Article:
Part III of our Why the poor should vote Republican series
For the past 30 years Democratic Party presidents, congressmen and candidates have opposed expanded oil, coal and natural gas exploration and production, as well as permits for new oil refineries and nuclear power plants. Democrats have based their policy arguments on safety (despite the absence of any significant nuclear power accidents in the U.S.) and environmental concerns; as well as the promise of “clean” solar and wind energy.
When Americans noticed that the polluted air and water of the 1970s were cleaned up while energy use expanded exponentially in the 1980s and 1990s, they argued that carbon emissions from the burning of fossil fuels were dangerously warming the globe. When the combination of cold 2000 naughts’ winters coincided with scientific data affirming global cooling, they semantically shifted to fears of amorphous “climate change.” When the discovery of emails from adherents of the latter indicating a conspiratorial fraud followed closely upon the Summer of 2008’s increase in gasoline prices to $4/gallon, they lost all credibility aimed at the CO2 humans exhale, i.e. plant food.
Republicans say “x”; the media reports they meant “y”; and the best way to be sued for defamation is to accurately quote a Democrat
President Barack Obama has faced the nation the past three years declaring his debt-exploding policies to be Biblically-based, in the national interest and necessary to remedy the economic crisis he inherited from his GOP predecessor. When addressing the persistence of continuing economic ills in the fourth year of his presidency he asserts that Republicans impede solutions to the nations ills because they put party politics above what’s best for the country or that he didn’t realize just how bad the crisis was. Finally, when addressing follow up questions from the media reminding him of his original contradictory claims and suggesting that he is attributing nefarious non-Christian motives to Republicans in Congress, he…oh, wait a minute, we don’t actually remember hearing such follow ups when Obama meets the press.
The free exercise of religion was fundamental to the founding of America, but so is the right to freely bargain with health care and insurance providers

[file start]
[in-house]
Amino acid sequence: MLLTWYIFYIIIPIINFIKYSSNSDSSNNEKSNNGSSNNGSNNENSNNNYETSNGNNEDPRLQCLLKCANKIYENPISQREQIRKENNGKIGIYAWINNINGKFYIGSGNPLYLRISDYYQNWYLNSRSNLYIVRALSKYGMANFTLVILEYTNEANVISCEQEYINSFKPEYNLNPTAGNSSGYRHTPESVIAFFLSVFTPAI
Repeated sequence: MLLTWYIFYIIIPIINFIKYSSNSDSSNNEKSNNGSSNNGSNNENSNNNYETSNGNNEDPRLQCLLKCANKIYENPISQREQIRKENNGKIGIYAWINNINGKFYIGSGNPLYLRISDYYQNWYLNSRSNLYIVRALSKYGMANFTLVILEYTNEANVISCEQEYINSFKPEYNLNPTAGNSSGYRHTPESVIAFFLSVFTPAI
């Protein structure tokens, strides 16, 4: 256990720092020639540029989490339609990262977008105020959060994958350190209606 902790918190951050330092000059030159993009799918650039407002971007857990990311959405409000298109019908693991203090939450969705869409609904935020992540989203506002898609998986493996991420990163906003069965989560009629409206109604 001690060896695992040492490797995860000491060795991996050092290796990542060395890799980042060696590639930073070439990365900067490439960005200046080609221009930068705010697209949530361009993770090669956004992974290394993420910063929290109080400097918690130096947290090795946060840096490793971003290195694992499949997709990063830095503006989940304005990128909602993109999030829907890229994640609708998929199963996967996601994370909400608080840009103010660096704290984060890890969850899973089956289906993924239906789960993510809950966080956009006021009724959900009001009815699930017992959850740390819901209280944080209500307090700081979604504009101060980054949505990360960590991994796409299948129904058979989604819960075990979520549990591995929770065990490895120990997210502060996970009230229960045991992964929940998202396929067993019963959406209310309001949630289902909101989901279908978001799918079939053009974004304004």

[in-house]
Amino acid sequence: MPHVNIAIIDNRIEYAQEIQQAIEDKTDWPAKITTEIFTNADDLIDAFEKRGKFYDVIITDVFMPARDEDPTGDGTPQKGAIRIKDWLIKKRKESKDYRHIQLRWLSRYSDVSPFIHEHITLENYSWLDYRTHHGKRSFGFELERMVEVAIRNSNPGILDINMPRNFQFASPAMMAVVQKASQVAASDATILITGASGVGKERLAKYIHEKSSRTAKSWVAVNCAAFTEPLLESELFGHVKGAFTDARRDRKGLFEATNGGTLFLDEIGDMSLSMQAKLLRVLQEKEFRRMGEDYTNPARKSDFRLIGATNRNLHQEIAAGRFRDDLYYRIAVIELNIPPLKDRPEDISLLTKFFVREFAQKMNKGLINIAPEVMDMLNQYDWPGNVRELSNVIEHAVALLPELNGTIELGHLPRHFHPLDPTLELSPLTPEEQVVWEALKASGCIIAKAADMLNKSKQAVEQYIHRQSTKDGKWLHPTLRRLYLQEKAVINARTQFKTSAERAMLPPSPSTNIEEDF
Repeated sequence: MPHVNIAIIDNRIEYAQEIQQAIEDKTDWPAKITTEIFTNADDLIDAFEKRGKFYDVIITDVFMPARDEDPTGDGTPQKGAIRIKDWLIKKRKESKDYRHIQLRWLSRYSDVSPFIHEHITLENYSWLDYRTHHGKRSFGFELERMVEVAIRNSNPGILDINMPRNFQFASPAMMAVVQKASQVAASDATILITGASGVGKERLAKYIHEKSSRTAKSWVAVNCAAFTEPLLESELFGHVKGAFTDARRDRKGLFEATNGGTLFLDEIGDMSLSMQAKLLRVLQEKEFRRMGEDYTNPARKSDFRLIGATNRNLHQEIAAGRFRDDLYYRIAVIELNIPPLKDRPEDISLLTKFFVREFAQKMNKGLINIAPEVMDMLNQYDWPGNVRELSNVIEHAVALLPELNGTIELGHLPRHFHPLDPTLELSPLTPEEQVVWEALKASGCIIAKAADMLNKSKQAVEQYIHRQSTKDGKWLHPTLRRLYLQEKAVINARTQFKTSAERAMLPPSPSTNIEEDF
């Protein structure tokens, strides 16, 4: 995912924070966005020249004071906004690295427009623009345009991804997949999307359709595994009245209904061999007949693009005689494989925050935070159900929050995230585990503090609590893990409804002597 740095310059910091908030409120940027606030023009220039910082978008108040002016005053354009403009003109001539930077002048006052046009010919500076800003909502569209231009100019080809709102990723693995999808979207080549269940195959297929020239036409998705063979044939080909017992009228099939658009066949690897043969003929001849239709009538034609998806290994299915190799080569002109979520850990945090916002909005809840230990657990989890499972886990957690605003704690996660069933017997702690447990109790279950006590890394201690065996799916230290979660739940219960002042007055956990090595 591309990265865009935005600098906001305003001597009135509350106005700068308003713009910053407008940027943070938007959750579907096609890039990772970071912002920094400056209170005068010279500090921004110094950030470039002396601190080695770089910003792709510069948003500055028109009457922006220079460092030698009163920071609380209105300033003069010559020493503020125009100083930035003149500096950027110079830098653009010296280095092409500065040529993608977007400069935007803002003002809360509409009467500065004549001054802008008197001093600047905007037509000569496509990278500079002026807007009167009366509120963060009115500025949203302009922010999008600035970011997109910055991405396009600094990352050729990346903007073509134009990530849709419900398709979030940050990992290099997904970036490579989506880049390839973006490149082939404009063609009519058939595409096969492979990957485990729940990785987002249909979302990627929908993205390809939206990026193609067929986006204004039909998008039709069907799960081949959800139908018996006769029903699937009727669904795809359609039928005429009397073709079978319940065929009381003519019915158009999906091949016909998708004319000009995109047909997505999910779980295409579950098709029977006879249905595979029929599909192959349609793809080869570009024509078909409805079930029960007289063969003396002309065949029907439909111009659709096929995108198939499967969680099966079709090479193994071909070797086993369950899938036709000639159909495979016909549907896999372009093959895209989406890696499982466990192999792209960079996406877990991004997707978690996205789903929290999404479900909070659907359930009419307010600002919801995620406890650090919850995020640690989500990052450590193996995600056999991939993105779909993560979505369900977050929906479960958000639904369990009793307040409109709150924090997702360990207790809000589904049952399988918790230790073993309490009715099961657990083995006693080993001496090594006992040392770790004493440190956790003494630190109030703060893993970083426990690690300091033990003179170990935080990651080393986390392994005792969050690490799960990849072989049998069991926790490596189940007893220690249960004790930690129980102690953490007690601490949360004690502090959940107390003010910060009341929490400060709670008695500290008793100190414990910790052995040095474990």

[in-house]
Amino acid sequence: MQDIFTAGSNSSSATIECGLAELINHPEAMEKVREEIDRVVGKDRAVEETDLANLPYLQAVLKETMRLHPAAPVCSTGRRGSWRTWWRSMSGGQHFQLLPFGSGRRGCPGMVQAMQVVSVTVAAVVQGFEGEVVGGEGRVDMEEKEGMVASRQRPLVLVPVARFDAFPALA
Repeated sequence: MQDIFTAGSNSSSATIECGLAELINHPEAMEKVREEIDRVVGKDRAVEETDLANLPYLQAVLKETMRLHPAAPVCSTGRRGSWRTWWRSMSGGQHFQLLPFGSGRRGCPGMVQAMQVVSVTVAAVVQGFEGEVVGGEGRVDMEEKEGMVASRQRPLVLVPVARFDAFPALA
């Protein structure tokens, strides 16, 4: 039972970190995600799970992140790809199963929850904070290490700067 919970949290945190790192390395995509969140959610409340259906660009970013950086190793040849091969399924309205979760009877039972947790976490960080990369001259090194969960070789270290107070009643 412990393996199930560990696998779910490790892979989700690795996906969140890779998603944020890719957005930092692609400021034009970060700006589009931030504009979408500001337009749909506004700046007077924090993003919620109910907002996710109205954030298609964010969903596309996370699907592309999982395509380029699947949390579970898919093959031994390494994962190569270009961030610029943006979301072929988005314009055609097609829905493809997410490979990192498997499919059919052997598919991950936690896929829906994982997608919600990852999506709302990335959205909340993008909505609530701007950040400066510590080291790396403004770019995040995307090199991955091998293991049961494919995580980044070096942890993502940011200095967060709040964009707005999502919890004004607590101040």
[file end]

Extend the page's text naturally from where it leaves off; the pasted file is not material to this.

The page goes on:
After President Barack Obama inevitably drops the recently announced mandate that even church-affiliated employers provide health insurance coverage for contraception, sterilization and “Plan B” morning after abortion pills (aka RU-486), will we look back at this exercise as a ruse to make ObamaCare seem more palatable to voters this fall?
After all, the Messiah will be seen as having heard the public outcry including threats of civil disobedience, and graciously agreed to respect the consciences of Roman Catholics? In fact, the subject mandate applies to all religious group employers which include numerous Southern Baptist hospitals and other Protestant and Evangelical organizations, but I digress.
Yes, America’s founding by pilgrims and Puritans, not to mention the first freedom in the Bill of Rights, properly focuses this mandate to fund abortion coverage via insurance premiums on the free exercise of religion, but of course, when Democrats aka Dem-o-bats (pictured, that suck the blood out of health care) rule, our tax dollars regularly fund abortion and yet we don’t see threats of civil disobedience to withhold taxes, do we? Moreover, if theObamaCare mandate is actually put into effect in August 2013 (after the election of course) the only recourse people of conscience would have would be to refuse to pay the ObamaCare fine for refusing to comply.
Caring for the poor is always defined by support for the latest Democratic Party proposal
During my teen and young adult Democratic Party activism years in the 70s and 80s, the number one scare tactic used by the party to scare widows and orphans, i.e. the poor, was their claim that if Republicans controlled the government, they would “take away your checks”. Ronald Reagan, famously asserted his support for a safety net for the “truly needy” and despite several periods of exclusive GOP control of the executive and legislative branches over the last 30 years, the safety net remains intact.
And yet, the Democratic Party mantra against Republicans as having a lack of concern for the poor has continued unabated with the goalposts continually being moved to re-define caring as support for the latest liberal Democrat proposal, whether it be Stimulus, ObamaCare or mortgage bailout bills.
Enter Mitt Romney:
“I’m not concerned about the very poor. We have a safety net there. If it needs a repair, I’ll fix it. I’m not concerned about the very rich…. I’m concerned about the very heart of America, the 90-95 percent of Americans who right now are struggling.”
Translation: We agree with the Democratic Party. Our concern for the very poor has been satisfied by the welfare state they have constructed and if we must spend more money to expand that safety net to show we care about the poor, we will.
Mitt makes many mistakes with this statement and one of the mistakes is in thinking that Republicans can ever satisfy the Democrats on the issue of caring for the poor. We can’t. Why? Because their concern is in buying the votes of the poor by keeping them dependent on government and creating more poor people to be dependent on them.